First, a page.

The illumination system may also encompass various types of optical components, including refractive, reflective, and catadioptric optical components for directing, shaping, or controlling the projection beam of radiation, and such components may also be referred to below, collectively or singularly, as a “lens”.

The lithographic apparatus may be of a type having two (dual stage) or more substrate tables (and/or two or more mask tables). In such “multiple stage” machines the additional tables may be used in parallel, or preparatory steps may be carried out on one or more tables while one or more other tables are being used for exposure.

The lithographic apparatus may also be of a type in which the substrate is immersed in a liquid having a relatively high refractive index, e.g. water, so as to fill a space between the final element of the projection system and the substrate. Immersion liquids may also be applied to other spaces in the lithographic apparatus, for example, between the mask and the first element of the projection system. Immersion techniques are well known in the art for increasing the numerical aperture of projection systems.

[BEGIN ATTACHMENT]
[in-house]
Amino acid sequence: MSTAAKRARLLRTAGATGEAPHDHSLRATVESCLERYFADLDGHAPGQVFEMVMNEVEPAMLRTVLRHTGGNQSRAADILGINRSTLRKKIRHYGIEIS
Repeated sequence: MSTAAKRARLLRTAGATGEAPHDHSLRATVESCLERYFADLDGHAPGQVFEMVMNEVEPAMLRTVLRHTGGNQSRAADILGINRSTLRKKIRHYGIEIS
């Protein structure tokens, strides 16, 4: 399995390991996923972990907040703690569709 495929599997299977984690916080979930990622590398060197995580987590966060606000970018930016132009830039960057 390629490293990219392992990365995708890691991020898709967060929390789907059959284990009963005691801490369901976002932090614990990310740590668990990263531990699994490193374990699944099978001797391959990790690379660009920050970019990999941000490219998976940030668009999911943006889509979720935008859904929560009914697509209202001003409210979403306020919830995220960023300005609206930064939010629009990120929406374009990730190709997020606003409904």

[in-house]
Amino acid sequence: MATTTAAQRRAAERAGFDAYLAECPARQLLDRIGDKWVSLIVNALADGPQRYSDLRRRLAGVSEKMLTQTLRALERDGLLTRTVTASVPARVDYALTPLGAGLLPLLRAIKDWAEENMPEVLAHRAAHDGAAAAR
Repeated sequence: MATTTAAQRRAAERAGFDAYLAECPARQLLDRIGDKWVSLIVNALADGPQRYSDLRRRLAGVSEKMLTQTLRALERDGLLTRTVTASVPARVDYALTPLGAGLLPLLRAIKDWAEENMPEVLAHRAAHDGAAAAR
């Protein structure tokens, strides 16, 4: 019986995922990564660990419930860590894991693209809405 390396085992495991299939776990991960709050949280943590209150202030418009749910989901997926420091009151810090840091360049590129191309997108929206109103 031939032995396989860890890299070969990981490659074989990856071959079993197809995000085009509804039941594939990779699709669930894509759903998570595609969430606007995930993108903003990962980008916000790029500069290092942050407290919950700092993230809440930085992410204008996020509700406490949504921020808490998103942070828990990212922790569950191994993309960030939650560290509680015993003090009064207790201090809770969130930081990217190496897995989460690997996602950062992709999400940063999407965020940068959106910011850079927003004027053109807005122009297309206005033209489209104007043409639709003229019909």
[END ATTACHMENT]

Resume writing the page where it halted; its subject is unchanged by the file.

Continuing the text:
BRIEF DESCRIPTION OF THE DRAWINGS

Embodiments of the invention will now be described, by way of example only, with reference to the accompanying schematic drawings in which corresponding reference symbols indicate corresponding parts, and in which:

FIG. 1 depicts a lithographic apparatus according to an embodiment of the invention;

FIG. 2 is a graph of breakdown voltage vs. P.d illustrating the Paschen effect;

FIG. 3 is a cross-section of a conductor coated with an isolation layer according to the invention; and

FIGS. 4 to 7 illustrate the effects of free charged particles on a conductor with an insulation layer and one with an isolation layer according to the invention.

DETAILED DESCRIPTION